Here is a shot of the holster with the revolver and cleaning rod inserted (but no rounds in the ammo pouch).

 

††††††††††† This was my second Type 26 holster, although it was made earlier. I got it in March, 2005 as part of a large collection I bought (six handguns, several holsters, etc.). In this front view you can see that the previous owner used a high quality leather preservative on it, which made the colour browner and flatter (the original coloration is more reddish brown and has a slight sheen like the holster shown above). I do not recommend using any leather preservative product on a holster except as a last resort.

 

††††††††††† Here is the back. Note the steel rings (more on them later). Note also the sideways-M-shaped stitching on the right edge about two-thirds of the way down. I will describe what that is for later.

 

††††††††††† Here is the holster open and empty. Note the wide pouch, which will be illustrated in depth later; the slim pocket along the front edge (right side of photo), which houses the cleaning rod; and the black marks slightly above and to the right of the centre of the inside of the clamshell flapóthese will be explained next.

 

††††††††††† Here are the markings. The top row reads from right to left. The character on the right is the sho in Showa, meaning the reign of Emperor Hirohito. To the left there are actually two characters piled one above the other. The top part that looks like a plus sign is a ten and bottom part that looks like a rectangle divided into three squares is a four. These two characters together mean 14. The Japanese military often superimposed two characters in a date so that they could be written in a more space-saving way. Taken together, the top line means Showa 14, the fourteenth year of Emperor Hirohitoís reign, i.e. 1939. Below that are three marks that I think are all inspection marks. The one in the centre surrounded by a circle is the kanji character dai, which in isolation means ďbigĒ. The one in the lower left is the kanji toku, which taken by itself means ďspecialĒ. The one in the bottom centre is the kyo in Tokyo.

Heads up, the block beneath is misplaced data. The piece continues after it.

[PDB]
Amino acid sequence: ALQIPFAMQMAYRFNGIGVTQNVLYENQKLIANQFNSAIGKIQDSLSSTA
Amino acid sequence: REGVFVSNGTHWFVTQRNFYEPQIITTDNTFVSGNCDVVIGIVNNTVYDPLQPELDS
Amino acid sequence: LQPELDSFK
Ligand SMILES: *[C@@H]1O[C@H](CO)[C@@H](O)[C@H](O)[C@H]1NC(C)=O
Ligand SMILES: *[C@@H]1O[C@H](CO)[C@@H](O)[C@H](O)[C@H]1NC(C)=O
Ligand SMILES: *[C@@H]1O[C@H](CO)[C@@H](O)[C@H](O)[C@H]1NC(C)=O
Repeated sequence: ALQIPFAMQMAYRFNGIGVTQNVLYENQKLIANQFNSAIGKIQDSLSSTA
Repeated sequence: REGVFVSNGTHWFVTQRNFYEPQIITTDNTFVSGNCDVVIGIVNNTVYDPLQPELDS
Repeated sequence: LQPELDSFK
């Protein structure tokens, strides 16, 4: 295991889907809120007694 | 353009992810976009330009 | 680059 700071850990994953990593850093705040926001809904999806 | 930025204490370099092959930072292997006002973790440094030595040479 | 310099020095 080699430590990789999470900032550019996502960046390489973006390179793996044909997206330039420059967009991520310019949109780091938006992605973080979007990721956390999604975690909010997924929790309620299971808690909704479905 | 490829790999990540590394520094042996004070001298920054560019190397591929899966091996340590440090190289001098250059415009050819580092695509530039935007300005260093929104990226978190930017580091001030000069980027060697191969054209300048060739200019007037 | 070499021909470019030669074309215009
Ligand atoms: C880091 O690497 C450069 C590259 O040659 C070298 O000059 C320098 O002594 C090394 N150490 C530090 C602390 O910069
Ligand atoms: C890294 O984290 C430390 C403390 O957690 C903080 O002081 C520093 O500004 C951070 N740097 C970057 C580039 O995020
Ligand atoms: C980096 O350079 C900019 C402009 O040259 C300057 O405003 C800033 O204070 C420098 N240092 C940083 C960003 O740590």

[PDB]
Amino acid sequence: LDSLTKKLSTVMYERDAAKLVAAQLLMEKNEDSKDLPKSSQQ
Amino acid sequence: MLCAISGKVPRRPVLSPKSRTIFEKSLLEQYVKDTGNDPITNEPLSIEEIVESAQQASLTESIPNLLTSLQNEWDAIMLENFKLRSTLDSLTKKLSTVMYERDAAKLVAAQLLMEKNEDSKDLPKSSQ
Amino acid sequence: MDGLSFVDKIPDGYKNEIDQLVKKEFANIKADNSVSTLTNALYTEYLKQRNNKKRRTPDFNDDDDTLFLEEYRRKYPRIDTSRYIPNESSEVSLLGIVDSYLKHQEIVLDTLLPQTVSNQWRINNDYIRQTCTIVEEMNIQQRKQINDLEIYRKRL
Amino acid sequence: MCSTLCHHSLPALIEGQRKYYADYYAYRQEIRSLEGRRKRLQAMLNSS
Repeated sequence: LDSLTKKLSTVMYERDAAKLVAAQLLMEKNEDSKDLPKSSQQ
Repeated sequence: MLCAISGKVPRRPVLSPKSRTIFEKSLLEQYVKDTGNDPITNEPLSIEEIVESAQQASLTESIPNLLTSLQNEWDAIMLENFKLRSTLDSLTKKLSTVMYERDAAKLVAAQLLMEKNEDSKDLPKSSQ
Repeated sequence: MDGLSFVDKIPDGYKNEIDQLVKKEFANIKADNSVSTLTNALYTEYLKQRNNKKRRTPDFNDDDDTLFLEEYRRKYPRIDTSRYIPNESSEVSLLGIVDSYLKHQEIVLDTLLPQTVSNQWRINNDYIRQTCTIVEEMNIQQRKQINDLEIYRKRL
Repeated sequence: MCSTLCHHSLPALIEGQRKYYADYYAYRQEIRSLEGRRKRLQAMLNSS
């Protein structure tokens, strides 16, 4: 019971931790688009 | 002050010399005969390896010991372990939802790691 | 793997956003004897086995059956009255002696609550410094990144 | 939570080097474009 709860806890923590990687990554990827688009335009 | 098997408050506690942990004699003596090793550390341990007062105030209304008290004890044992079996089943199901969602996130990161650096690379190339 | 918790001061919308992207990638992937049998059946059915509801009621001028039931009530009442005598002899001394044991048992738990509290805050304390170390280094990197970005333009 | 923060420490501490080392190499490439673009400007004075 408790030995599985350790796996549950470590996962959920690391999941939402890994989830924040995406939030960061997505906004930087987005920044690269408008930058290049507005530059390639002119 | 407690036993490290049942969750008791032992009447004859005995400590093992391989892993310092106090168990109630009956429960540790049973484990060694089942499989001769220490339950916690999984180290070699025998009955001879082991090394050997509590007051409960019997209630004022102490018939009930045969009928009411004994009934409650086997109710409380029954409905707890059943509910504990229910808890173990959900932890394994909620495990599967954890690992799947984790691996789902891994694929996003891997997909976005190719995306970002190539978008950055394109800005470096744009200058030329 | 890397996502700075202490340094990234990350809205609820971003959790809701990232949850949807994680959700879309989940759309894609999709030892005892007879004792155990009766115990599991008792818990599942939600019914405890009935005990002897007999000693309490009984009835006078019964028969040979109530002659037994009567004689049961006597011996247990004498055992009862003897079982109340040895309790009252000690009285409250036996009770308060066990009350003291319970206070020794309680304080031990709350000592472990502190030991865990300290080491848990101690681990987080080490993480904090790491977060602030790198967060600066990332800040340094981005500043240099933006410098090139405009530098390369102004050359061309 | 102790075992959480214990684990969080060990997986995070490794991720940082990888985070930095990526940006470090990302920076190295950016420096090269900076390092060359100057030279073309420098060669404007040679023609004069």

††††††††††† Here is a shot of one of the rings and its retaining loop. A magnet test confirms the initial impression that the ring is made of steel. All the other metal fittings are non-magnetic brass.

 

The ring has remnants of some kind of thin finish, either very thin plating or perhaps just some kind of wash.

 

††††††††††† Here is a side view showing that long thin pocket along the front edge for the cleaning rod. This pocket is very dark on this specimen because the previous owner inserted a brass tube in the pocket, apparently out of a misplaced fear that it would shrink. I had to have my husband thread the inside of the tube and use the tap to pull it out. Having the brass tube in contact with the leather for many years caused a huge build-up of verdigris (green waxy crud formed by a chemical reaction between the copper in the brass and the acid used to tan the leather). The verdigris discoloured the pocket and had cemented the brass tube in. My dictionary says it is poisonous, so donít snack on the stuff or leave it lying around where your kids or pets could eat it.